My message today is simple…
Bullish investors – and the risk assets they’ve been buying – face a daunting, uphill battle over the next four weeks.
Now, I don’t have a crystal ball and I don’t bother with forecasting. But that doesn’t mean I can’t “look ahead” into the future and make judgments about what is likely or unlikely to happen.
What’s more, I don’t have to rely on gut feel to do this “look ahead” analysis. I simply rely on the same objective, data-driven tools that underpin our investment strategy.
You see, in a court of law, the burden of proof is on the plaintiff.
The defendant is presumed to have the established “power,” so to speak – the presumption of innocence. And the burden, or onus, is on the plaintiff to prove otherwise.
The same relationship applies to sports competitions. The onus is on the underdog… to prove he’s better than the reigning champion.
And finally, I think of financial market trends in much the same way.
When a financial market establishes a persistent upward (bullish) trend… I presume that that trend will continue, indefinitely… until a downward (bearish) trend emerges and takes hold. That’s the essence of trend-following.
So let’s put this concept into the context of today’s market trends…
Since late last year, downward bearish trends have been prominent in a wide variety of risk assets. So even though bullish investors have had a nice run over the last two months… the longer-term, dominant trend is still bearish.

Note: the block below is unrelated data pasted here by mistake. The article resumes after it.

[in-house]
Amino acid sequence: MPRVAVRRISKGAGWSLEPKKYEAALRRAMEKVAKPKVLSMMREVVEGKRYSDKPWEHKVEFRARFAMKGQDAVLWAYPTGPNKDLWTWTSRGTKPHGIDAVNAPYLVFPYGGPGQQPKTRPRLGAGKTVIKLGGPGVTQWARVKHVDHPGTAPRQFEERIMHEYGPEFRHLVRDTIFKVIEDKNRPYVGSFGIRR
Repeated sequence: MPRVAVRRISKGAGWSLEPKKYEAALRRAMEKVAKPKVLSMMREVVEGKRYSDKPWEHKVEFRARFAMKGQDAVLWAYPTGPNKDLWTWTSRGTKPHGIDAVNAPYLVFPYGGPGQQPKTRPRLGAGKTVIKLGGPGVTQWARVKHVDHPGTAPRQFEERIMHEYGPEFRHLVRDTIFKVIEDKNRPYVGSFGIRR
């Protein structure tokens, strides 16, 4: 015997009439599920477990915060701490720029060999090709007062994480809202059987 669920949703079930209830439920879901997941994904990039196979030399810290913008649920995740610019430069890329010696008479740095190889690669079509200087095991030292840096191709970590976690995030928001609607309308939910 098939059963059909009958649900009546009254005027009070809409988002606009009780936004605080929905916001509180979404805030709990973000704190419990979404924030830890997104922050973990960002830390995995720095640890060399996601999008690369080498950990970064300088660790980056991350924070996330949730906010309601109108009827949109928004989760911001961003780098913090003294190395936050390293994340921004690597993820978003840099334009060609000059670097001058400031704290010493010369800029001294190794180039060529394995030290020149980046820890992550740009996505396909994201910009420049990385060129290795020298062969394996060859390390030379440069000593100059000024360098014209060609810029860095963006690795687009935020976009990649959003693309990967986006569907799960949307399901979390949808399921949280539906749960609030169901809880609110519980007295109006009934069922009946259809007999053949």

That means the onus is now on bullish investors – to prove they have the confidence and risk-tolerance to break the established downtrend… to dethrone the bears.
Now, this is where my “look ahead” analysis comes in.
Let’s take a look at six-month trends. The math is simple…
If today’s price is greater than the price six months ago… we’re in an uptrend.
If today’s price is less than the price six months ago… we’re in a downtrend.
Recently, a number of risk assets have crossed back into bullish (uptrend) territory. But the trouble is… those bullish trends might not last for long!
That’s because the reference price (that assets must exceed, to remain in a bullish trend) will be increasing dramatically over the next four weeks. Note: the reference price is simply the price of the asset six months ago.
A chart of the S&P 500 (SPY) should drive this concept home:
Currently, in determination of the six-month trend, the reference price is taken from October 5, 2015, when the S&P 500 (SPY) was trading at $198.
But over the next four weeks, that reference price will move up to $210 – a meaningful 6% increase.
So for the S&P 500 to stay in a six-month uptrend, it must continue to climb higher over the next four weeks. No rest for the weary!
Now, the S&P 500 doesn’t need to gain all that much over the next four weeks. But still, the onus is on the bulls to prove they have the will to bid prices higher.
And what’s more telling… is that many other risk markets have a much steeper mountain to climb.
I’ve done some “look ahead” analysis aimed at answering a simple question: how much would each market need to rally – over the next four weeks – for it to be in a bullish six-month trend four weeks from now?
Many of the required rallies are daunting.
The financial sector (XLF) would need to rally 8% in the next month.
The energy sector (XLE) needs to rally nearly 9% to be in an uptrend.
Within the energy sector… oil & gas subsectors (XOP and XES) need to rally between 18% and 19%.
And crude oil prices (USO) have virtually no shot at being in an uptrend come mid-May – it would take a 41% rally to get there!
I could go on and on… but all of the evidence points to the same conclusion.
Simply put: a majority of risk assets will be in bearish trends a month from now unless bullish investors prove to have remarkable stamina and power.
All told, my analysis shows it’s best to remain cautious as we head into May.
Adam O’Dell, CMT
Chief Investment Strategist, Dent Research